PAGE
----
Monday, September 30, 2019

Consumer spending has kept us afloat, and it slowed down in August. Now what?

The main thing that continues to carry this economy forward is consumer spending by everyday Americans, which is why the monthly income and spending report by the Commerce Department is a key indicator as to whether the 10-year-long expansion is going to have an 11th year.
That report came out late last week, and it was a mixed bag that indicated the expansion was slowing, but still continuing.
Personal income increased $73.5 billion (0.4 percent) in August according to estimates released today by the Bureau of Economic Analysis. Disposable personal income (DPI) increased $77.7 billion (0.5 percent) and personal consumption expenditures (PCE) increased $20.1 billion (0.1 percent).
Those consumption expenditures are pretty soft, and June and July’s figures for consumption had that growth revised down by a total of $28 billion, putting August’s total consumption lower than what July’s was originally reported as.

That’s not the right direction, to be sure. And when adjusting these totals for inflation, you can see that consumption growth has steadily shrunk over the last 6 months measured.

What’s interesting is that the Atlanta Fed has upped its estimated growth for the 3rd quarter in the last few days, now at 2.1%. vs 1.9% last week. This is even with that same report lowering the contribution of GDP growth due to consumption by 0.3%.

Why? Part of it is strength in the housing market, which had a nice rebound in August after interest rates dove during trade war and recession concerns came to the forefront.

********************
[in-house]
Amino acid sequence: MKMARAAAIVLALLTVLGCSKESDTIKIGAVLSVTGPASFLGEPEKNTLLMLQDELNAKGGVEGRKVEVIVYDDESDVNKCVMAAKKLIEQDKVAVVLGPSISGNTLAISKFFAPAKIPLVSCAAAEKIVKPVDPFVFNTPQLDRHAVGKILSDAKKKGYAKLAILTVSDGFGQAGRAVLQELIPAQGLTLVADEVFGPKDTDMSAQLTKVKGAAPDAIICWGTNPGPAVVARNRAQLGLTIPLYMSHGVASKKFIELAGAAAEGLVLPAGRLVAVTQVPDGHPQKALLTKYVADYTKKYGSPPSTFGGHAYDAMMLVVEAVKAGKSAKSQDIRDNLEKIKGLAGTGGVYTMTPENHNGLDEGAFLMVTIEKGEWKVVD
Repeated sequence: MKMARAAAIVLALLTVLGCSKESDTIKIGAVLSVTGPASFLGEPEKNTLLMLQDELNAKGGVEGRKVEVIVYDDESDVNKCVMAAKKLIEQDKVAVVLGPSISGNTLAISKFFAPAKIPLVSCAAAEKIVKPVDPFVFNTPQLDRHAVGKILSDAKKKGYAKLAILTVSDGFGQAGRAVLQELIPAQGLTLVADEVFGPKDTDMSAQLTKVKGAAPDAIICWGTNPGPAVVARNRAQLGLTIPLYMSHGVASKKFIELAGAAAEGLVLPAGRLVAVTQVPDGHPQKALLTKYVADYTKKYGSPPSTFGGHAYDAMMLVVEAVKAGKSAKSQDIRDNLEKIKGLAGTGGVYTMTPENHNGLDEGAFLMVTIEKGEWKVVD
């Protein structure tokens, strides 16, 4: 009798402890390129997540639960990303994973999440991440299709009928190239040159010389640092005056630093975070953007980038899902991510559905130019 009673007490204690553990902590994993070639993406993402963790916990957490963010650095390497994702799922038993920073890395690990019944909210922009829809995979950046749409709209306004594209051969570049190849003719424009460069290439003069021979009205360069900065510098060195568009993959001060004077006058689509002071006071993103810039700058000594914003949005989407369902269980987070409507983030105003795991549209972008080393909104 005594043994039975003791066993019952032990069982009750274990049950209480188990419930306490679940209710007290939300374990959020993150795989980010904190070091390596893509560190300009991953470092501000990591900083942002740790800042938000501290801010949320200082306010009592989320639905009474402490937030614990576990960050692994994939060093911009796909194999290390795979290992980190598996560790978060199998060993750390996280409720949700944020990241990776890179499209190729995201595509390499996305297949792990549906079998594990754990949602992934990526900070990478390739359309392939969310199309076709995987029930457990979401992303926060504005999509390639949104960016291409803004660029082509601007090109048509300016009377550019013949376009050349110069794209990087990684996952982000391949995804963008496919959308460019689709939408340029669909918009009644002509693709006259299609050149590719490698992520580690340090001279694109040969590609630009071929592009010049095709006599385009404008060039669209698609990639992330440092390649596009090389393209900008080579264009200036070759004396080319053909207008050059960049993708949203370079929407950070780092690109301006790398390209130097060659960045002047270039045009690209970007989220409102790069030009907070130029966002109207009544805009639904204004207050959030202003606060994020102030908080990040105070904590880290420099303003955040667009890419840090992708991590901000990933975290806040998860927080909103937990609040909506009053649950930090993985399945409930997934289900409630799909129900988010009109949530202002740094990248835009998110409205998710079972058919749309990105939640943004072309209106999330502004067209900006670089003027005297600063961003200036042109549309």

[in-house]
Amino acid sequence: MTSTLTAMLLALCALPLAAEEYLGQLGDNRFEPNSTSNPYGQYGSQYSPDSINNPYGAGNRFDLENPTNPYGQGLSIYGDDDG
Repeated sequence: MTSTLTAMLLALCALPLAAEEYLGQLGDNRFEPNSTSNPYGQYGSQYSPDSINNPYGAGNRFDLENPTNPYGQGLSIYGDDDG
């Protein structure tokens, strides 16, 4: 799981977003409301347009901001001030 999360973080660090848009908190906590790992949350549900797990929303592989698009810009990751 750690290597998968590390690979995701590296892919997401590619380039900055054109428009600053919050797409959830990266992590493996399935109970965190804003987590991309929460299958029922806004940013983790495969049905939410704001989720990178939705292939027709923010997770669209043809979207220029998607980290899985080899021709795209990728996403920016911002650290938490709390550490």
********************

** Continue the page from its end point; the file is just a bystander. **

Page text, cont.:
Sales of newly-constructed homes in the U.S. increased 7.1% on a monthly basis in August to a seasonally-adjusted annual rate of 713,000, the government reported Wednesday.

That’s up from a revised rate of 666,000 in July, and is just shy of the 12-year high set in June. Compared with August 2018, new-home sales were up 18%...

This summer’s decline in mortgage rates continued to be the gift that keeps on giving. Low mortgage rates were already shown to have sparked a major uptick in home-building activity in August, and sales of new homes naturally followed. “U.S. housing market activity is responding positively to lower rates, another reason why the U.S. economy doesn’t need the extent of interest rate cuts that are priced into financial markets currently,” said Katherine Judge, an economist at CIBC Capital Markets.
It’s worth noting that those interest rates have taken back a lot of their decline in September, so let’s see if home sales go back down in reaction.

The other reason for the Atlanta Fed’s higher Q3 growth estimates isn’t so good. It’s because inventories are growing again, by $3 billion for wholesalers and $1.3 billion for manufacturers. If consumer spending continues to slow and those inventories continue to grow, I can’t think many businesses will be avoiding larger amounts of layoffs and other cutbacks before long.

I’m not going to say that August’s figures are a major warning sign of recession. But it does indicate that things continue to soften as 2019’s second half proceeds, and if September shows further slowing, the sputtering of this economy has to start spreading over into a more widespread issue.

This week’s job report likely won’t show losses, and we haven’t seen a growth in jobless claims yet. But how much longer can that go on as other areas of the economy stall out?

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